> Visually it seems to be a lot better. No clear janks in the animation.

Great!

> However the run times still vary quite a bit.

This might be hard to track down the cause, unfortunately.  As we move more work to idle dispatch this should improve.

If you have time to capture a profile for both a slow run and a fast run we might be able to see what the differences are between them.

> I've uploaded another trace here:
> 
> https://perfht.ml/2wFhfOV

Thanks!  I filed bug 1397297 to maybe improve our memory management a bit more here.  I also filed bug 1397304 for another minor image cache optimization.  It probably won't make a huge difference here, though.

> Something differs though as I'm only getting a single content row, and
> there's more profiling data missing in that start of that row.

This just means you only had a single content process running.  This could be because your profile was opted in to running a single process by one of our experiments or because you only opened one tab.  The "missing" data at the start is likely just time before the content process started.  So I think the profile is normal.

By the way, I'm impressed you got symbols in this profile from the builds I gave you.  I don't think the tool does that automatically for the try builds.  Did you load the symbols manually?

Thanks again!
(In reply to Ben Kelly [:bkelly] from comment #13)
> By the way, I'm impressed you got symbols in this profile from the builds I
> gave you.  I don't think the tool does that automatically for the try
> builds.  Did you load the symbols manually?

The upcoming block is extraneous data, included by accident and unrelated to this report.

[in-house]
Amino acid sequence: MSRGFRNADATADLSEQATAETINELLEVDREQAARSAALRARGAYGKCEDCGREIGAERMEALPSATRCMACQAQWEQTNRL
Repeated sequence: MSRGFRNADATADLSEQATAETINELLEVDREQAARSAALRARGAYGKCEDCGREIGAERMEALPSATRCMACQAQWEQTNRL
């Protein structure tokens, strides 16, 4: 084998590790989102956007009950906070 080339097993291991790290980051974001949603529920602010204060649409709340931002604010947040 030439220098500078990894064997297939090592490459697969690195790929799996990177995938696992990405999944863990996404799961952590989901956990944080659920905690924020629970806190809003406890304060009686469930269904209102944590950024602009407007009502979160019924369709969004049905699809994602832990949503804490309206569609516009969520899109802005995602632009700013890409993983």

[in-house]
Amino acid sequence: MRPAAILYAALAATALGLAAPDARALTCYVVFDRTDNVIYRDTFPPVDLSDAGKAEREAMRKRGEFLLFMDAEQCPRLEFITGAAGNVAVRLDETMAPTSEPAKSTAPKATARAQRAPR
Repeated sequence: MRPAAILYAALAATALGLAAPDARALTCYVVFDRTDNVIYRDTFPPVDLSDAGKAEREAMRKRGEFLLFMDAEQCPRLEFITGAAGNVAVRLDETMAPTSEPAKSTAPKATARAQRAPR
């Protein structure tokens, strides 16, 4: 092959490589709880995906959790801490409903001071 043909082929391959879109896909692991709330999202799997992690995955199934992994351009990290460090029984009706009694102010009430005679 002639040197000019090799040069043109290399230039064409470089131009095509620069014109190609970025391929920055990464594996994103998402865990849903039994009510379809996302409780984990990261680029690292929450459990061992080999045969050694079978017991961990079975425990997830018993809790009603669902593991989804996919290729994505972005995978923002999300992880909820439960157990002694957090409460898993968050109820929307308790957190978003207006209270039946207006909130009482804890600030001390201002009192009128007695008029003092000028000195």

Apparently the linux build has symbols in the binary, so I assume thats how it worked.  Sorry for my confusion.

Comment 15

2 years ago
(In reply to Ben Kelly [:bkelly] from comment #13)
> 
> If you have time to capture a profile for both a slow run and a fast run we
> might be able to see what the differences are between them.
> 

Same scenario, but real time run:

https://perfht.ml/2wGjS2Q

It seems like the profiler is limited in how much data it stores? The run was actually 7 minutes.
(In reply to Pierre Ossman from comment #15)
> (In reply to Ben Kelly [:bkelly] from comment #13)
> > 
> > If you have time to capture a profile for both a slow run and a fast run we
> > might be able to see what the differences are between them.
> > 
> 
> Same scenario, but real time run:
> 
> https://perfht.ml/2wGjS2Q
> 
> It seems like the profiler is limited in how much data it stores? The run
> was actually 7 minutes.

Hmm, yea the sample buffer is limited.  It may not be possible to measure the entire length of the run.

Did this profile run faster than the last one?
You can modify the buffer size being used to be able to record longer runs: click open the profiler settings and adjust the slider for "Buffer size".

Comment 18

2 years ago
(In reply to Ben Kelly [:bkelly] from comment #16)
> 
> Did this profile run faster than the last one?

I think I might have misunderstood what you asked for. Did you want two as-fast-as-possible runs that simply ended up having different run times? :)
If so, then that's already in the previous trace. You can see a little peak in the "Content" graph between each run, so just divide the run on each such peak and you should be able to compare.